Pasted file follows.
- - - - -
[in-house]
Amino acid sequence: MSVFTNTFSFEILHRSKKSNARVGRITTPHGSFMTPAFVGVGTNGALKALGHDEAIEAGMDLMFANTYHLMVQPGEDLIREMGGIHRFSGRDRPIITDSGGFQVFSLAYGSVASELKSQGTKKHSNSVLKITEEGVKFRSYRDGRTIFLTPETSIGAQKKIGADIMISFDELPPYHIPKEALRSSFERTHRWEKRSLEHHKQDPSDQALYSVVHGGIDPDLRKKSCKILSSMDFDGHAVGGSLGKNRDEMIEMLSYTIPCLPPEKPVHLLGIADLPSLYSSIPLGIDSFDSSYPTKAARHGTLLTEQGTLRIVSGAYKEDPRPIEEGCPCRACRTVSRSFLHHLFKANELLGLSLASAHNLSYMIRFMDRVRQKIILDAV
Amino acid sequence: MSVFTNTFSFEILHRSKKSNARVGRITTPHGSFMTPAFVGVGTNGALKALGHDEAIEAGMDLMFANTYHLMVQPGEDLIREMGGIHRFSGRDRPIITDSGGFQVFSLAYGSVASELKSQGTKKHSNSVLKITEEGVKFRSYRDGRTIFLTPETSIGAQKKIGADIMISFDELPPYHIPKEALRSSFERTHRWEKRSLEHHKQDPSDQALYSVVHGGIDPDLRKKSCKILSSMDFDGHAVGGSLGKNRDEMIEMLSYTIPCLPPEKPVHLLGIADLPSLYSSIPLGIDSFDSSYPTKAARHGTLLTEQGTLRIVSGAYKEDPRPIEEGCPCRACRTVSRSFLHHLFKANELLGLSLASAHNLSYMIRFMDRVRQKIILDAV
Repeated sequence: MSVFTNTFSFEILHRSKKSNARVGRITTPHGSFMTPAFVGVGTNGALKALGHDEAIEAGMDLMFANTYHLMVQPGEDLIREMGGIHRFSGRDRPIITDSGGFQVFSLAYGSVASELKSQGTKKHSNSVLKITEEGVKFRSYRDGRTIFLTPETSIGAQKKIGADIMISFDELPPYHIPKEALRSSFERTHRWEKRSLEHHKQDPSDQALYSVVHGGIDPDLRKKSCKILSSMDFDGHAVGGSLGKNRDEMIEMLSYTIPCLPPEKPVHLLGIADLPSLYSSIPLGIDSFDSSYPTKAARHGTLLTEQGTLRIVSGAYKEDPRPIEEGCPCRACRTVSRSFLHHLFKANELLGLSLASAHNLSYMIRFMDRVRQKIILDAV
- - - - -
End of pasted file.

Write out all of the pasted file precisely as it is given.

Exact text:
[in-house]
Amino acid sequence: MSVFTNTFSFEILHRSKKSNARVGRITTPHGSFMTPAFVGVGTNGALKALGHDEAIEAGMDLMFANTYHLMVQPGEDLIREMGGIHRFSGRDRPIITDSGGFQVFSLAYGSVASELKSQGTKKHSNSVLKITEEGVKFRSYRDGRTIFLTPETSIGAQKKIGADIMISFDELPPYHIPKEALRSSFERTHRWEKRSLEHHKQDPSDQALYSVVHGGIDPDLRKKSCKILSSMDFDGHAVGGSLGKNRDEMIEMLSYTIPCLPPEKPVHLLGIADLPSLYSSIPLGIDSFDSSYPTKAARHGTLLTEQGTLRIVSGAYKEDPRPIEEGCPCRACRTVSRSFLHHLFKANELLGLSLASAHNLSYMIRFMDRVRQKIILDAV
Amino acid sequence: MSVFTNTFSFEILHRSKKSNARVGRITTPHGSFMTPAFVGVGTNGALKALGHDEAIEAGMDLMFANTYHLMVQPGEDLIREMGGIHRFSGRDRPIITDSGGFQVFSLAYGSVASELKSQGTKKHSNSVLKITEEGVKFRSYRDGRTIFLTPETSIGAQKKIGADIMISFDELPPYHIPKEALRSSFERTHRWEKRSLEHHKQDPSDQALYSVVHGGIDPDLRKKSCKILSSMDFDGHAVGGSLGKNRDEMIEMLSYTIPCLPPEKPVHLLGIADLPSLYSSIPLGIDSFDSSYPTKAARHGTLLTEQGTLRIVSGAYKEDPRPIEEGCPCRACRTVSRSFLHHLFKANELLGLSLASAHNLSYMIRFMDRVRQKIILDAV
Repeated sequence: MSVFTNTFSFEILHRSKKSNARVGRITTPHGSFMTPAFVGVGTNGALKALGHDEAIEAGMDLMFANTYHLMVQPGEDLIREMGGIHRFSGRDRPIITDSGGFQVFSLAYGSVASELKSQGTKKHSNSVLKITEEGVKFRSYRDGRTIFLTPETSIGAQKKIGADIMISFDELPPYHIPKEALRSSFERTHRWEKRSLEHHKQDPSDQALYSVVHGGIDPDLRKKSCKILSSMDFDGHAVGGSLGKNRDEMIEMLSYTIPCLPPEKPVHLLGIADLPSLYSSIPLGIDSFDSSYPTKAARHGTLLTEQGTLRIVSGAYKEDPRPIEEGCPCRACRTVSRSFLHHLFKANELLGLSLASAHNLSYMIRFMDRVRQKIILDAV